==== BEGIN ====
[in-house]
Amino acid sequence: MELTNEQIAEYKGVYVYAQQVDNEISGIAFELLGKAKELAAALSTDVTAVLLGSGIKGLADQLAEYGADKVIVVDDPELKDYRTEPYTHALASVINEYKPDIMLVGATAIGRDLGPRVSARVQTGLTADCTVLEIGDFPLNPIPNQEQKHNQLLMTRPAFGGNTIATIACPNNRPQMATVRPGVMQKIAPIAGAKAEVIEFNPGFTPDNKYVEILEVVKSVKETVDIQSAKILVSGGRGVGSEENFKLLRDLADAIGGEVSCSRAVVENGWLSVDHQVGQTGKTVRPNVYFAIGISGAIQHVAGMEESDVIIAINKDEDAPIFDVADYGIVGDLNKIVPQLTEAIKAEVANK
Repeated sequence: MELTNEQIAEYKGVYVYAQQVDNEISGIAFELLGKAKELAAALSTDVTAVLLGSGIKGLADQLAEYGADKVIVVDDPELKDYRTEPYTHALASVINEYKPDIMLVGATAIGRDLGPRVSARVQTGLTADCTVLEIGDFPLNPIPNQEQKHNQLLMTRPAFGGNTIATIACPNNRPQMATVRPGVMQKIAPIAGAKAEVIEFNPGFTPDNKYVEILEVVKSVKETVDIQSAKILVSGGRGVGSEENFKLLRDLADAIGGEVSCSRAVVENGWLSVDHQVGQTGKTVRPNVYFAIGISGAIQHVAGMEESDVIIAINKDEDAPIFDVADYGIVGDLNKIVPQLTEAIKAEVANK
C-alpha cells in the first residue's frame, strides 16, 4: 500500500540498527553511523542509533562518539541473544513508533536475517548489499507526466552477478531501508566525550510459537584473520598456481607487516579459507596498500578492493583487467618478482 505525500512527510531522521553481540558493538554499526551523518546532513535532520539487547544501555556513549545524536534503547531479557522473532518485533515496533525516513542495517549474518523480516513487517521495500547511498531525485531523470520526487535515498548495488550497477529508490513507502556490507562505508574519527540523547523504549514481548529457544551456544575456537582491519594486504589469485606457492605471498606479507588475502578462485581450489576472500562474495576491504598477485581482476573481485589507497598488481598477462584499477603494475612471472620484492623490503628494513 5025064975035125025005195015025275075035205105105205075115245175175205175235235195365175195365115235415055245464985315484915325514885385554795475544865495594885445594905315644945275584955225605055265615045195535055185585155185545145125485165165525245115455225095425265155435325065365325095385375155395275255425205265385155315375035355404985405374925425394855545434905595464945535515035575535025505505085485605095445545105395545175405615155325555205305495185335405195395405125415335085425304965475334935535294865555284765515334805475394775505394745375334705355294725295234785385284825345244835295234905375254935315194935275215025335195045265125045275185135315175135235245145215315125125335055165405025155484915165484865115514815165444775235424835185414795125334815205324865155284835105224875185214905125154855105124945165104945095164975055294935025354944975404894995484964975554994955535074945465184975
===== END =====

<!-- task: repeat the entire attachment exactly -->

[in-house]
Amino acid sequence: MELTNEQIAEYKGVYVYAQQVDNEISGIAFELLGKAKELAAALSTDVTAVLLGSGIKGLADQLAEYGADKVIVVDDPELKDYRTEPYTHALASVINEYKPDIMLVGATAIGRDLGPRVSARVQTGLTADCTVLEIGDFPLNPIPNQEQKHNQLLMTRPAFGGNTIATIACPNNRPQMATVRPGVMQKIAPIAGAKAEVIEFNPGFTPDNKYVEILEVVKSVKETVDIQSAKILVSGGRGVGSEENFKLLRDLADAIGGEVSCSRAVVENGWLSVDHQVGQTGKTVRPNVYFAIGISGAIQHVAGMEESDVIIAINKDEDAPIFDVADYGIVGDLNKIVPQLTEAIKAEVANK
Repeated sequence: MELTNEQIAEYKGVYVYAQQVDNEISGIAFELLGKAKELAAALSTDVTAVLLGSGIKGLADQLAEYGADKVIVVDDPELKDYRTEPYTHALASVINEYKPDIMLVGATAIGRDLGPRVSARVQTGLTADCTVLEIGDFPLNPIPNQEQKHNQLLMTRPAFGGNTIATIACPNNRPQMATVRPGVMQKIAPIAGAKAEVIEFNPGFTPDNKYVEILEVVKSVKETVDIQSAKILVSGGRGVGSEENFKLLRDLADAIGGEVSCSRAVVENGWLSVDHQVGQTGKTVRPNVYFAIGISGAIQHVAGMEESDVIIAINKDEDAPIFDVADYGIVGDLNKIVPQLTEAIKAEVANK
C-alpha cells in the first residue's frame, strides 16, 4: 500500500540498527553511523542509533562518539541473544513508533536475517548489499507526466552477478531501508566525550510459537584473520598456481607487516579459507596498500578492493583487467618478482 505525500512527510531522521553481540558493538554499526551523518546532513535532520539487547544501555556513549545524536534503547531479557522473532518485533515496533525516513542495517549474518523480516513487517521495500547511498531525485531523470520526487535515498548495488550497477529508490513507502556490507562505508574519527540523547523504549514481548529457544551456544575456537582491519594486504589469485606457492605471498606479507588475502578462485581450489576472500562474495576491504598477485581482476573481485589507497598488481598477462584499477603494475612471472620484492623490503628494513 5025064975035125025005195015025275075035205105105205075115245175175205175235235195365175195365115235415055245464985315484915325514885385554795475544865495594885445594905315644945275584955225605055265615045195535055185585155185545145125485165165525245115455225095425265155435325065365325095385375155395275255425205265385155315375035355404985405374925425394855545434905595464945535515035575535025505505085485605095445545105395545175405615155325555205305495185335405195395405125415335085425304965475334935535294865555284765515334805475394775505394745375334705355294725295234785385284825345244835295234905375254935315194935275215025335195045265125045275185135315175135235245145215315125125335055165405025155484915165484865115514815165444775235424835185414795125334815205324865155284835105224875185214905125154855105124945165104945095164975055294935025354944975404894995484964975554994955535074945465184975